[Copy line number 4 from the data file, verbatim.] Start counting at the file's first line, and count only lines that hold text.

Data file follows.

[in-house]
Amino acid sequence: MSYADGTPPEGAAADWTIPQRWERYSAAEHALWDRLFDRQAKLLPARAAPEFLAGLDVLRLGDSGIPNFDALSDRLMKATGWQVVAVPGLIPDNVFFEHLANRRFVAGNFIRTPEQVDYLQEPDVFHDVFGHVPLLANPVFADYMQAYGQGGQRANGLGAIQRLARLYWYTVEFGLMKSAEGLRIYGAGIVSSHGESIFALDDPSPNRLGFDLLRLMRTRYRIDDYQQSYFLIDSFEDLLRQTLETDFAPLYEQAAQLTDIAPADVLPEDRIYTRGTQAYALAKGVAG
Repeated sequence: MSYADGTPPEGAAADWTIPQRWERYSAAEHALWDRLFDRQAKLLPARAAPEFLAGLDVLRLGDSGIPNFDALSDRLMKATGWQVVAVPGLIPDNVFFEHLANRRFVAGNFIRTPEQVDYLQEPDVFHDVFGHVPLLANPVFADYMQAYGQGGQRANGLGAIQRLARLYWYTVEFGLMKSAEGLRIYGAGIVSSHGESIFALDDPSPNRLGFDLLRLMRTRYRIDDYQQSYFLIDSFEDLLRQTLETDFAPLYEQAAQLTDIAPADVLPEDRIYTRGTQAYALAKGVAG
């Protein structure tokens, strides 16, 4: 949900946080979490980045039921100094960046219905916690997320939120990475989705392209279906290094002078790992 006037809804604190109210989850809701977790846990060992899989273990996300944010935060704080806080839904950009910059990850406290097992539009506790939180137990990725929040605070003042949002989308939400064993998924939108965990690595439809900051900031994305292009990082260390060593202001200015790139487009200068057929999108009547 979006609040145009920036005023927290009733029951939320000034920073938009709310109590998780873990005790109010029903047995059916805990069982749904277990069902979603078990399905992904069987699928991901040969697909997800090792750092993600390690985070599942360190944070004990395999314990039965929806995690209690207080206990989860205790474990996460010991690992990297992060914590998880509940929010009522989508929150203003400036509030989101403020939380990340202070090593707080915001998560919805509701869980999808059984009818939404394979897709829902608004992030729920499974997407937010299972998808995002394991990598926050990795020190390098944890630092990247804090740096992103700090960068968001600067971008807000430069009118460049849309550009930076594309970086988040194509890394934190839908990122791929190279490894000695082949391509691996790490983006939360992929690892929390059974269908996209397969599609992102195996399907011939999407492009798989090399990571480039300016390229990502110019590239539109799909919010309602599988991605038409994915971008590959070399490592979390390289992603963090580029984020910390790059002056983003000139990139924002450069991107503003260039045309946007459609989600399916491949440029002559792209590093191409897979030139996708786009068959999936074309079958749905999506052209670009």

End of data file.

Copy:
């Protein structure tokens, strides 16, 4: 949900946080979490980045039921100094960046219905916690997320939120990475989705392209279906290094002078790992 006037809804604190109210989850809701977790846990060992899989273990996300944010935060704080806080839904950009910059990850406290097992539009506790939180137990990725929040605070003042949002989308939400064993998924939108965990690595439809900051900031994305292009990082260390060593202001200015790139487009200068057929999108009547 979006609040145009920036005023927290009733029951939320000034920073938009709310109590998780873990005790109010029903047995059916805990069982749904277990069902979603078990399905992904069987699928991901040969697909997800090792750092993600390690985070599942360190944070004990395999314990039965929806995690209690207080206990989860205790474990996460010991690992990297992060914590998880509940929010009522989508929150203003400036509030989101403020939380990340202070090593707080915001998560919805509701869980999808059984009818939404394979897709829902608004992030729920499974997407937010299972998808995002394991990598926050990795020190390098944890630092990247804090740096992103700090960068968001600067971008807000430069009118460049849309550009930076594309970086988040194509890394934190839908990122791929190279490894000695082949391509691996790490983006939360992929690892929390059974269908996209397969599609992102195996399907011939999407492009798989090399990571480039300016390229990502110019590239539109799909919010309602599988991605038409994915971008590959070399490592979390390289992603963090580029984020910390790059002056983003000139990139924002450069991107503003260039045309946007459609989600399916491949440029002559792209590093191409897979030139996708786009068959999936074309079958749905999506052209670009």